Corchorus mucilagineus Gibbs
Corchorus serrifolius Burch.
Corchorus asplenifolius is a herbaceous, perennial plant producing prostrate or suberect annual stems up to 90cm long from a woody rootstock[
The plant is a popular wild vegetable, frequently being harvested from the wild for local use, especially during the rainy season. The leaves are often sold in local markets[
]. The plant is also said to have medicinal and insect repellent properties.
Southern Africa - Zambia, Namibia, Botswana, Zimbabwe, Mozambique, Swaziland and S. Africa.
Open woodland; margins of seasonal swamps (vleis or dambos); pyrophyte; compacted sand and gravel; sand with surface limestone; loam, etc.; at elevations from 530 - 3,300 metres[
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Found mainly in sandy soils in the wild[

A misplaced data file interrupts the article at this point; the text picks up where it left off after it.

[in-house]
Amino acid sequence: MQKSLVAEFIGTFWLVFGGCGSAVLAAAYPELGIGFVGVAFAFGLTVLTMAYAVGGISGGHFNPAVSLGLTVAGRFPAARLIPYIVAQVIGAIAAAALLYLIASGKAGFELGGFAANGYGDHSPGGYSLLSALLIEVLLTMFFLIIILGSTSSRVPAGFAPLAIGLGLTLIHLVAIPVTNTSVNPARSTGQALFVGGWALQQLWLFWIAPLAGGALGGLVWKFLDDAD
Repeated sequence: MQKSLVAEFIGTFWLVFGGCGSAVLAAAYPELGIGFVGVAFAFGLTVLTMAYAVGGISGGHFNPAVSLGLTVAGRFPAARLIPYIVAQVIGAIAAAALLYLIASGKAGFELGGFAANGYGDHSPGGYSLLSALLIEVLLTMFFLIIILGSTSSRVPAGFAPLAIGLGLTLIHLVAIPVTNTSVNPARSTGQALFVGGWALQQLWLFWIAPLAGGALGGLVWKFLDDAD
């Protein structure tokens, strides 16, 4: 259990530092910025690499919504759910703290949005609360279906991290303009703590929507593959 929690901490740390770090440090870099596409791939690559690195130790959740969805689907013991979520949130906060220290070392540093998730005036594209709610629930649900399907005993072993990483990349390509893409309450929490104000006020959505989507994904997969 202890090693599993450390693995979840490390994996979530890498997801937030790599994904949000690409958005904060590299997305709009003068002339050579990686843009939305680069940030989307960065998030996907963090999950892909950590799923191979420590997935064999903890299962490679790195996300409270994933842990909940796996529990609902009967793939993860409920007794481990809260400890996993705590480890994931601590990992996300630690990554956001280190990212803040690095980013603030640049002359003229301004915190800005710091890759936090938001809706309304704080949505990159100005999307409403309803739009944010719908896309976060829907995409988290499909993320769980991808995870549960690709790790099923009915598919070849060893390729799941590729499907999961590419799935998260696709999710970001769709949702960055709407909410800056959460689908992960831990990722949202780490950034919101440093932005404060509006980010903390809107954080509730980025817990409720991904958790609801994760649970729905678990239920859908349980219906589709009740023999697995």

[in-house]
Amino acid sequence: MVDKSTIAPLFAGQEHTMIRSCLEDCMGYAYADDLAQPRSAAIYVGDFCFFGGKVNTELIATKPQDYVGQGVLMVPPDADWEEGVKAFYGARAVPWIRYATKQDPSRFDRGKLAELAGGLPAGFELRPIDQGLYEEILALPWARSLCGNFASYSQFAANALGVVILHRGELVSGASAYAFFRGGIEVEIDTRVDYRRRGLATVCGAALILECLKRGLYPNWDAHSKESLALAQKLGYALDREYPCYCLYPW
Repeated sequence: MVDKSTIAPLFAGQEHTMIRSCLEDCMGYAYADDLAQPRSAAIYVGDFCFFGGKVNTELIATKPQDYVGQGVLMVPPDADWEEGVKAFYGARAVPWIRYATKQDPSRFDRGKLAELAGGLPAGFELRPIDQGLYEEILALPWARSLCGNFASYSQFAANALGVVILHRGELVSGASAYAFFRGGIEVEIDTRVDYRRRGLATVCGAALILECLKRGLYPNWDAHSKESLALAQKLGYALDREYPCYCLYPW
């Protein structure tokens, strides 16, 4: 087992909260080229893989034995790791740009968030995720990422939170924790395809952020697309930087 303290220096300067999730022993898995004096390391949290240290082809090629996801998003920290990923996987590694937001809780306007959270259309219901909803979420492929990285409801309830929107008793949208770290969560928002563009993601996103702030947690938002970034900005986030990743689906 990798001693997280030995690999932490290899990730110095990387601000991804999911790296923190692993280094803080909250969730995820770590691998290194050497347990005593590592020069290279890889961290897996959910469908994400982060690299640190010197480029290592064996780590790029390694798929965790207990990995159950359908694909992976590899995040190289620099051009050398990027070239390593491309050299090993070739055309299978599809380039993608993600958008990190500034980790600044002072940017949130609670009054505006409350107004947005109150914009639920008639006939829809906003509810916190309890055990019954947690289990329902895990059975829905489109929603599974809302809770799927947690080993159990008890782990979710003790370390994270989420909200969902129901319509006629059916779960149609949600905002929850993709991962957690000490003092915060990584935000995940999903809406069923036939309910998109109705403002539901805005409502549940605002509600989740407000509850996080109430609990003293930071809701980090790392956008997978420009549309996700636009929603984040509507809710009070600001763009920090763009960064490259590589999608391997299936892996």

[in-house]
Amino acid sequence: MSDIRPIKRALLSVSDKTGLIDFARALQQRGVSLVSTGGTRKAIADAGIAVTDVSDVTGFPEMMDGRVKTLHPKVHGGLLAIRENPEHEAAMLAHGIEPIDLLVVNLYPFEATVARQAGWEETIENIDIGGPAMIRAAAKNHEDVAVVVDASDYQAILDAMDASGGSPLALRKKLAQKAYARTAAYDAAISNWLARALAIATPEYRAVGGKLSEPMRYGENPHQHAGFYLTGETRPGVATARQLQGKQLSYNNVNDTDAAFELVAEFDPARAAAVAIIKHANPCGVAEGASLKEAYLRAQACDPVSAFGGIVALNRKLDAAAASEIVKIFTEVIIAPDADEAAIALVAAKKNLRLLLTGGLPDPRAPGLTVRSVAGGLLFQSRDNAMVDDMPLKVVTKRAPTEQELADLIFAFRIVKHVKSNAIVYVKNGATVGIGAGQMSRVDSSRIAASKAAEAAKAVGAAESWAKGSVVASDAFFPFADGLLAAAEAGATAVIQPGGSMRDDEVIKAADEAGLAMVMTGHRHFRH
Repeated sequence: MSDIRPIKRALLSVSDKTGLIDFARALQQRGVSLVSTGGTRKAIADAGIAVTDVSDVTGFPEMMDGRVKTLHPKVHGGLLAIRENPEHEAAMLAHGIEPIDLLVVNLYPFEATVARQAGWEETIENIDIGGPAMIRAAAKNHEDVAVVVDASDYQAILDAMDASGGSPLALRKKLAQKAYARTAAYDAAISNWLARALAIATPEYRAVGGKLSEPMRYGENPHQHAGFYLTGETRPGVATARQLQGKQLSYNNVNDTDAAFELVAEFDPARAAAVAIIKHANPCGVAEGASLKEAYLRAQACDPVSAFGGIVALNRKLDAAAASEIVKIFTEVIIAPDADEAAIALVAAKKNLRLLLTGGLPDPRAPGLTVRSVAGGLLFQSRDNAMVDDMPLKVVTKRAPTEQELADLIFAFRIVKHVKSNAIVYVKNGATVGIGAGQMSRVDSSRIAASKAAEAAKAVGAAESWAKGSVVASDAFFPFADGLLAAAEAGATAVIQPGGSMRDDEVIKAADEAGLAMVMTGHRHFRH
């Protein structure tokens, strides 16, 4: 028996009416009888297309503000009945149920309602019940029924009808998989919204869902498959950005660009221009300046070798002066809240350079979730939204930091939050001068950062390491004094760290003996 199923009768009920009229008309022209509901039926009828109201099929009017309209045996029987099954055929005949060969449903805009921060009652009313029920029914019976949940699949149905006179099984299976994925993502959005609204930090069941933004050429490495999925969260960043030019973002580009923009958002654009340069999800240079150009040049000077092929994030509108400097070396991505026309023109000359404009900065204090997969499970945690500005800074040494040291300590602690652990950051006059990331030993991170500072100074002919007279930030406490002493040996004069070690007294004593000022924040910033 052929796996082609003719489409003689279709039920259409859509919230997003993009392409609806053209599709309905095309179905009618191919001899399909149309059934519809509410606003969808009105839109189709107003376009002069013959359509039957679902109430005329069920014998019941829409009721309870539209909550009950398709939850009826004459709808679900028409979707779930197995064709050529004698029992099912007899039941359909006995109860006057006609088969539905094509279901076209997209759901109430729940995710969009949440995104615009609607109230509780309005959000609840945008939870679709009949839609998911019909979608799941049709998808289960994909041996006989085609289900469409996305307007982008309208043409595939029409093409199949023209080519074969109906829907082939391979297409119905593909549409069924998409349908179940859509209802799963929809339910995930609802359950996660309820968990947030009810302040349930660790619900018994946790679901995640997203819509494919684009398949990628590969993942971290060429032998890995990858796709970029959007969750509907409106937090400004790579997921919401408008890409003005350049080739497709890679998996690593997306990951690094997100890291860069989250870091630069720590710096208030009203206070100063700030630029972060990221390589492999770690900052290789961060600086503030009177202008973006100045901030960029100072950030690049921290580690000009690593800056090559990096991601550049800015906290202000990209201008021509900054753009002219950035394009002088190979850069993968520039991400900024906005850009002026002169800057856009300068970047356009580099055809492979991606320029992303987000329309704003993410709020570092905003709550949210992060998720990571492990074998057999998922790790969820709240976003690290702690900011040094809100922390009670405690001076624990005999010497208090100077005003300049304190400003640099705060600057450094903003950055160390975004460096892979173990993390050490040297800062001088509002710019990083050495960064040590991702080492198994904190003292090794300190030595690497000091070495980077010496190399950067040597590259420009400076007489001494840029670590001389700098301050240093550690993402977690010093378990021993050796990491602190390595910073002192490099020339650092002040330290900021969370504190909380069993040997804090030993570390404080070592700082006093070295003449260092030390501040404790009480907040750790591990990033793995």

In its native environment, this species is often burnt down to ground level in the dry season, sprouting from the base when the rains return[
An extremely polymorphic species[
Leaves - cooked. The mucilaginous texture of the foliage makes it a popular leafy vegetable when consumed together with a coarse staple food[
The ashes obtained from burning the plant have been used as a substitute for salt[
The roots are dried, then pounded into a powder, which can be rubbed into incisions on the skin near the affected area when treating snake bites[
The ashes obtained from burning the plant have been used to dispel ants[
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